6. To prepare for a class, read through the section and create several clicker questions of your own before reading the clicker questions you stole from someone else (this is to get practice, but also to focus on what you think is important about the section). After you have written some of your own, merge them with the reference questions you got from someone else. This can be done well before the class actually meets.
  7. The morning before the class, look through your students’ questions. Pick the appropriate clicker questions from your reserve that will best answer their questions, writing new ones if needed (this is optional, especially if you have an 8 am class). Be sure to keep some questions on the most important topics, though, since students sometimes do not ask questions on this.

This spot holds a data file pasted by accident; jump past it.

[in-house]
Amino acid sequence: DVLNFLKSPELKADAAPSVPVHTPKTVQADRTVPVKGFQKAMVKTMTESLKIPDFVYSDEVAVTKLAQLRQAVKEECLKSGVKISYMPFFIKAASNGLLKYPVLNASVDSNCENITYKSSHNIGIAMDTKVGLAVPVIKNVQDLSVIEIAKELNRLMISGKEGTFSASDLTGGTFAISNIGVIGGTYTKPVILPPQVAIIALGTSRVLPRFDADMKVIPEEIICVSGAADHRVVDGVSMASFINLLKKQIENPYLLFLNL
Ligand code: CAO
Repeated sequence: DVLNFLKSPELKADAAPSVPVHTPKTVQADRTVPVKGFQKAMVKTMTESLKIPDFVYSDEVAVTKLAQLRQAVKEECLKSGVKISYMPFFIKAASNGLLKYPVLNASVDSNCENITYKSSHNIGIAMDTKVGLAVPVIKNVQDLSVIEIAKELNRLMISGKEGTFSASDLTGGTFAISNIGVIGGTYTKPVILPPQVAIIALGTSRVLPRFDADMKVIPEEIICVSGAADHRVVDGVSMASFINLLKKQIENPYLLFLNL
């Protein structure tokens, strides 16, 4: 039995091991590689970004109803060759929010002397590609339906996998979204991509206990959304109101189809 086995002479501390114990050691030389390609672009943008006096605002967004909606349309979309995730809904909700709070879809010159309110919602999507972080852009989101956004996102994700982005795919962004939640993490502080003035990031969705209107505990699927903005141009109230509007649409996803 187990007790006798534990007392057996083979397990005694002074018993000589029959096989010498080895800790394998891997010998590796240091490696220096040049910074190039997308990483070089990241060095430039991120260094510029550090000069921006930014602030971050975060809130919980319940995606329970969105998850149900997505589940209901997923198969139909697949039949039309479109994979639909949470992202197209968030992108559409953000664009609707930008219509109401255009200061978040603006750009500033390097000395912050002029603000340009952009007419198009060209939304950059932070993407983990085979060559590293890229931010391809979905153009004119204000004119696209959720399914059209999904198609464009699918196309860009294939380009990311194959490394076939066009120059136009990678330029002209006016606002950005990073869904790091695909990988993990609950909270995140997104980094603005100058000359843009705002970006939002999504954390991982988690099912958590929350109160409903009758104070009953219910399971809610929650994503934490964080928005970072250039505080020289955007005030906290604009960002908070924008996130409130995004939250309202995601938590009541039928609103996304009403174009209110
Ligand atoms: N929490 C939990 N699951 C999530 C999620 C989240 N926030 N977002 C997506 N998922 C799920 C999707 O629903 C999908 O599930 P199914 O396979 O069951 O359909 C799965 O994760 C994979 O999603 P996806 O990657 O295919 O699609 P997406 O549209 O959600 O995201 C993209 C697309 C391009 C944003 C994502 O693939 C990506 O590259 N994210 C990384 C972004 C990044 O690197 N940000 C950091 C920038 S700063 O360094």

8. Go to class, ask the questions, and have fun.

Notice that I did NOT recommend “creating videos.” I think that this is a nice thing to do for the students, but it is a lot of work. Students can definitely learn from a reasonable textbook.

As for “clickers,” I use TurningPoint, but only because that is what my campus decided on. Several people use iClicker, and Learning Catalytics is supposed to be awesome if you are sure that everyone has a device (and you have some money to spend). But do not discount low-tech solutions, either: I believe Andy Rundquist prefers colored notecards to electronic clickers (students raise a red notecard for option a, green for b, etc).

I am a big fan of the flipped classroom for most college-level classrooms. Please contact me if you are interested in getting started.

As always, please feel free to critique anything that I have said in the comments.

(photo “Flip” by flickr user SierraBlair, Creative Commons License)